Finally, the idea that the supernatural stories about Jesus were just a pious fiction or a myth were clearly circulating in the early days of the Church. The first reading from the second epistle of Peter says this:

Beloved:
We did not follow cleverly devised myths
when we made known to you
the power and coming of our Lord Jesus Christ,
but we had been eyewitnesses of his majesty.
For he received honor and glory from God the Father
when that unique declaration came to him from the majestic glory,
“This is my Son, my beloved, with whom I am well pleased.”
We ourselves heard this voice come from heaven
while we were with him on the holy mountain.
Moreover, we possess the prophetic message that is altogether reliable.
You will do well to be attentive to it,
as to a lamp shining in a dark place,
until day dawns and the morning star rises in your hearts.

Scholars debate whether 2 Peter is really written by Peter (here’s a good article supporting Petrine authorship) but there is no reason to reject the idea that the epistle at least echoes Peter’s voice and may be based on Peter’s preaching. Therefore we can hear Peter himself correcting any idea that the Transfiguration was some kind of pious fiction.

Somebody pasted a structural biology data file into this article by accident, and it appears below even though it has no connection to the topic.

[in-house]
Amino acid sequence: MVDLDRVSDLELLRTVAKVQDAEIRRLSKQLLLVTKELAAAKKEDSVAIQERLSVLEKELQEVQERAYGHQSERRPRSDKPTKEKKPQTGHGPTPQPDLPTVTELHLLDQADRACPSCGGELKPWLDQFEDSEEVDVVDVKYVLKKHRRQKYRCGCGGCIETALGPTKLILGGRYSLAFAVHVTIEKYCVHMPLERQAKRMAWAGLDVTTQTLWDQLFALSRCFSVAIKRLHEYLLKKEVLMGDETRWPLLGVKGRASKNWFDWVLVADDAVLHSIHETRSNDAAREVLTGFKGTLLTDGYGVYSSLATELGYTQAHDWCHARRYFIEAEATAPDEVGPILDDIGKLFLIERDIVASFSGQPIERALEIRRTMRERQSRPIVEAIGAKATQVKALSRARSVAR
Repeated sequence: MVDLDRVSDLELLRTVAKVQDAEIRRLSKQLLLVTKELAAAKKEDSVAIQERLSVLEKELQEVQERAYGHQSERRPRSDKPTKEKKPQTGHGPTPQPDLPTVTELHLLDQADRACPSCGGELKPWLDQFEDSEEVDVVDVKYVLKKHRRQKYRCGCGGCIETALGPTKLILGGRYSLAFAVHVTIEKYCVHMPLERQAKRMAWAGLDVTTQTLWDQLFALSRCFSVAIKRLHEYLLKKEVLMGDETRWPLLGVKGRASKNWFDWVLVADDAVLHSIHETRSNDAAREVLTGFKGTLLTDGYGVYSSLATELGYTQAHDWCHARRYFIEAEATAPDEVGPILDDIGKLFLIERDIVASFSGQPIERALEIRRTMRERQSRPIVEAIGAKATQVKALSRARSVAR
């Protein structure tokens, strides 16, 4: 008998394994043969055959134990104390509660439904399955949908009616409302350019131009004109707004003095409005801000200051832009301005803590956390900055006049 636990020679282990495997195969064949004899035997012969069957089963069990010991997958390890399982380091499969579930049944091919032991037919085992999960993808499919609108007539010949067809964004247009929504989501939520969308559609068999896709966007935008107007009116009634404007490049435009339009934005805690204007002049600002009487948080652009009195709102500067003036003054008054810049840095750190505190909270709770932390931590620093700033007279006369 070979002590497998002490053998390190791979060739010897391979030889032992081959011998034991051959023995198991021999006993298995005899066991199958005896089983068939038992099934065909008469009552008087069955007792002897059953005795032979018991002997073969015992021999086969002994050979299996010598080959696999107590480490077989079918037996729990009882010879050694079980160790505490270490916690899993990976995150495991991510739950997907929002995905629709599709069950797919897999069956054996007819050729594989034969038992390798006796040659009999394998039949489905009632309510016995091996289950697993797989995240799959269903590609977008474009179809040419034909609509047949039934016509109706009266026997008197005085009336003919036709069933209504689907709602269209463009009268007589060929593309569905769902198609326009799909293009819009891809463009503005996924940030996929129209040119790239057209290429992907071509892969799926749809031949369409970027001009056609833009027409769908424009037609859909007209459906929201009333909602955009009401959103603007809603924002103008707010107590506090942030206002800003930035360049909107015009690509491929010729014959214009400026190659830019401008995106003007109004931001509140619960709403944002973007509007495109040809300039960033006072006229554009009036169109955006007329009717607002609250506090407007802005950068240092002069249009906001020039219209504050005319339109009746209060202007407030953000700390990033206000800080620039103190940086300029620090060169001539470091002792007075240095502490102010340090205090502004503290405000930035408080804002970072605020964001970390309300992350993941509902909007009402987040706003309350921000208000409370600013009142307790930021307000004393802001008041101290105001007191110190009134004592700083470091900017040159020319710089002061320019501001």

De-mythologizers? They were clearly around within the first few decades of the Church, and Peter puts paid to the idea that the supernatural dimension to the story is a “cleverly devised myth.”

Peter, the first pope, says clearly that he was an eyewitness to that extraordinary revelation.

So we should be skeptical of the skeptics. Most of all we should ask a more fundamental question. “Why do people want to get rid of the supernatural element in religion?” After all, that’s what religion is about. It’s about the encounter between God and human beings, about the interface between this world and the next, the interruption of this order by the divine.

If you get rid of the supernatural from religion, it’s not a religion anymore — it’s just a set of table manners.